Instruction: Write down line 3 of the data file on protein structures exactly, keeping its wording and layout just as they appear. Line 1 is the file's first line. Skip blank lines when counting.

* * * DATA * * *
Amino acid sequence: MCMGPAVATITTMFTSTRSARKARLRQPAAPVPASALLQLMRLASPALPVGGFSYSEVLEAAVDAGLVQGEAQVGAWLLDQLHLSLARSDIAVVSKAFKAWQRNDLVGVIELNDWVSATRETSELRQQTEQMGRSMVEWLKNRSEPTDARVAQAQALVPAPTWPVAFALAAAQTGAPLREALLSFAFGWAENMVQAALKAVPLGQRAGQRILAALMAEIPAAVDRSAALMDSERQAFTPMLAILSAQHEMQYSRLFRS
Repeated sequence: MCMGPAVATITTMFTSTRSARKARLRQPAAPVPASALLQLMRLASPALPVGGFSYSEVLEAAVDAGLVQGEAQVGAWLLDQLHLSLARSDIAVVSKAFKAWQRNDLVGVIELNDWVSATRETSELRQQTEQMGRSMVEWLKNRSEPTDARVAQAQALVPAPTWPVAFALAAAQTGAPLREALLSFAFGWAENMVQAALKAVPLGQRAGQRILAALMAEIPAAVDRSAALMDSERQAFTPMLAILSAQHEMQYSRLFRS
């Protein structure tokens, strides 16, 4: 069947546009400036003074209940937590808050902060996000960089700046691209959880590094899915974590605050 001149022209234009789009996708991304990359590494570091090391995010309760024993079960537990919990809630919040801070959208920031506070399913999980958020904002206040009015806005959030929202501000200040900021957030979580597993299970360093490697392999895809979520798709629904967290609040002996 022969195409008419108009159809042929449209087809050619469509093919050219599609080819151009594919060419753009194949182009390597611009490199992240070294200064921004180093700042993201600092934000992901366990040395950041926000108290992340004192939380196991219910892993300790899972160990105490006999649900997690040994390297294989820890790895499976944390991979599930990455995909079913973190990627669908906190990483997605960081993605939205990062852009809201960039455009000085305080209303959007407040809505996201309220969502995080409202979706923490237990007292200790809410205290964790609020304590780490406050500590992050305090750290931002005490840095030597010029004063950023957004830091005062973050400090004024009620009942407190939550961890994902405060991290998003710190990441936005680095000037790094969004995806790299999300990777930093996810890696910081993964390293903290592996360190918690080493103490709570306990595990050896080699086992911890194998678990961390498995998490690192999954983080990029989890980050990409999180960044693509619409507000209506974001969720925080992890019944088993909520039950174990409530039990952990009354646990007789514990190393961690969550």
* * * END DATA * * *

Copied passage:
């Protein structure tokens, strides 16, 4: 069947546009400036003074209940937590808050902060996000960089700046691209959880590094899915974590605050 001149022209234009789009996708991304990359590494570091090391995010309760024993079960537990919990809630919040801070959208920031506070399913999980958020904002206040009015806005959030929202501000200040900021957030979580597993299970360093490697392999895809979520798709629904967290609040002996 022969195409008419108009159809042929449209087809050619469509093919050219599609080819151009594919060419753009194949182009390597611009490199992240070294200064921004180093700042993201600092934000992901366990040395950041926000108290992340004192939380196991219910892993300790899972160990105490006999649900997690040994390297294989820890790895499976944390991979599930990455995909079913973190990627669908906190990483997605960081993605939205990062852009809201960039455009000085305080209303959007407040809505996201309220969502995080409202979706923490237990007292200790809410205290964790609020304590780490406050500590992050305090750290931002005490840095030597010029004063950023957004830091005062973050400090004024009620009942407190939550961890994902405060991290998003710190990441936005680095000037790094969004995806790299999300990777930093996810890696910081993964390293903290592996360190918690080493103490709570306990595990050896080699086992911890194998678990961390498995998490690192999954983080990029989890980050990409999180960044693509619409507000209506974001969720925080992890019944088993909520039950174990409530039990952990009354646990007789514990190393961690969550």